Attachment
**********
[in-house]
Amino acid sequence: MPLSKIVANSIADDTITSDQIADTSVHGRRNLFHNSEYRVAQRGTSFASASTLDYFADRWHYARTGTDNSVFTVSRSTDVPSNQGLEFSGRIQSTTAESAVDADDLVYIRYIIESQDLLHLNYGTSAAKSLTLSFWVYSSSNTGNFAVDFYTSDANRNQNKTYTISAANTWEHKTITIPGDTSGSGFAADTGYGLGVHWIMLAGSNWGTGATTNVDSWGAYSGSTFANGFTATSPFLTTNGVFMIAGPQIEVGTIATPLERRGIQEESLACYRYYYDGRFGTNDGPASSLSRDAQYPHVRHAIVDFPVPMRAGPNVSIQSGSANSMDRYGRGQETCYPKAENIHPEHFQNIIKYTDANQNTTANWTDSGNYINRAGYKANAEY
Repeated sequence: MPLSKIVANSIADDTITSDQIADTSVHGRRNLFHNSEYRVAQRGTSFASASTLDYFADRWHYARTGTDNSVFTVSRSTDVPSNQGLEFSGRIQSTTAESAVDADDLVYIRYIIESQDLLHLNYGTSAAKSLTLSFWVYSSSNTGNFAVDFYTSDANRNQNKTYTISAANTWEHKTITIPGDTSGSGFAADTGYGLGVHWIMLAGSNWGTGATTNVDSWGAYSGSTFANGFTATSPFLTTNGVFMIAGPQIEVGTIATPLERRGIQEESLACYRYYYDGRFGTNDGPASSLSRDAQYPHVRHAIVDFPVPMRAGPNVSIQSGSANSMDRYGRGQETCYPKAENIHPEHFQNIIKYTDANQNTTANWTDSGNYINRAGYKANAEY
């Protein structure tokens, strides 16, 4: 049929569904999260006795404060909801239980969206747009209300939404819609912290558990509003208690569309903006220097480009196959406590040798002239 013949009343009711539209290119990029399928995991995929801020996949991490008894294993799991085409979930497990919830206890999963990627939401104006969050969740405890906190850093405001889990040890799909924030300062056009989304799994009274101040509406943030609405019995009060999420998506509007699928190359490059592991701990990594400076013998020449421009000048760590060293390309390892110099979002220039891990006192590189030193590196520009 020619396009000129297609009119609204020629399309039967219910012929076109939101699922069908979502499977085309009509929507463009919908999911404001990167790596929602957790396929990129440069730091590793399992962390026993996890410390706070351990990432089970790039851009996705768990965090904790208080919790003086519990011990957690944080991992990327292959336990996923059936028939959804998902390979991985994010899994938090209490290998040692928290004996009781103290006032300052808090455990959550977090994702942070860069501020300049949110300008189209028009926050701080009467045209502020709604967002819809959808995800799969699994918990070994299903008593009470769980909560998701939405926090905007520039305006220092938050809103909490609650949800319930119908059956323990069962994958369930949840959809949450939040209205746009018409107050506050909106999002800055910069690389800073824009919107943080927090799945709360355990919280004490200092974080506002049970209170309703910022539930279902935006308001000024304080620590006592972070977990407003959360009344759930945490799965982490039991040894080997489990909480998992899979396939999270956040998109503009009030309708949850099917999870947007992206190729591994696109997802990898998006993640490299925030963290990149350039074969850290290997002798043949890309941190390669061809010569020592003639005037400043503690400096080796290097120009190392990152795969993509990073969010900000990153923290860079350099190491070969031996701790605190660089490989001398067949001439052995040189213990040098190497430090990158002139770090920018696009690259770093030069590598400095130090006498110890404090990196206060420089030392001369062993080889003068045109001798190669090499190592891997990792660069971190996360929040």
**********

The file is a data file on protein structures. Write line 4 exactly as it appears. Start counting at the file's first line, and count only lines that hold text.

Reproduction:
């Protein structure tokens, strides 16, 4: 049929569904999260006795404060909801239980969206747009209300939404819609912290558990509003208690569309903006220097480009196959406590040798002239 013949009343009711539209290119990029399928995991995929801020996949991490008894294993799991085409979930497990919830206890999963990627939401104006969050969740405890906190850093405001889990040890799909924030300062056009989304799994009274101040509406943030609405019995009060999420998506509007699928190359490059592991701990990594400076013998020449421009000048760590060293390309390892110099979002220039891990006192590189030193590196520009 020619396009000129297609009119609204020629399309039967219910012929076109939101699922069908979502499977085309009509929507463009919908999911404001990167790596929602957790396929990129440069730091590793399992962390026993996890410390706070351990990432089970790039851009996705768990965090904790208080919790003086519990011990957690944080991992990327292959336990996923059936028939959804998902390979991985994010899994938090209490290998040692928290004996009781103290006032300052808090455990959550977090994702942070860069501020300049949110300008189209028009926050701080009467045209502020709604967002819809959808995800799969699994918990070994299903008593009470769980909560998701939405926090905007520039305006220092938050809103909490609650949800319930119908059956323990069962994958369930949840959809949450939040209205746009018409107050506050909106999002800055910069690389800073824009919107943080927090799945709360355990919280004490200092974080506002049970209170309703910022539930279902935006308001000024304080620590006592972070977990407003959360009344759930945490799965982490039991040894080997489990909480998992899979396939999270956040998109503009009030309708949850099917999870947007992206190729591994696109997802990898998006993640490299925030963290990149350039074969850290290997002798043949890309941190390669061809010569020592003639005037400043503690400096080796290097120009190392990152795969993509990073969010900000990153923290860079350099190491070969031996701790605190660089490989001398067949001439052995040189213990040098190497430090990158002139770090920018696009690259770093030069590598400095130090006498110890404090990196206060420089030392001369062993080889003068045109001798190669090499190592891997990792660069971190996360929040």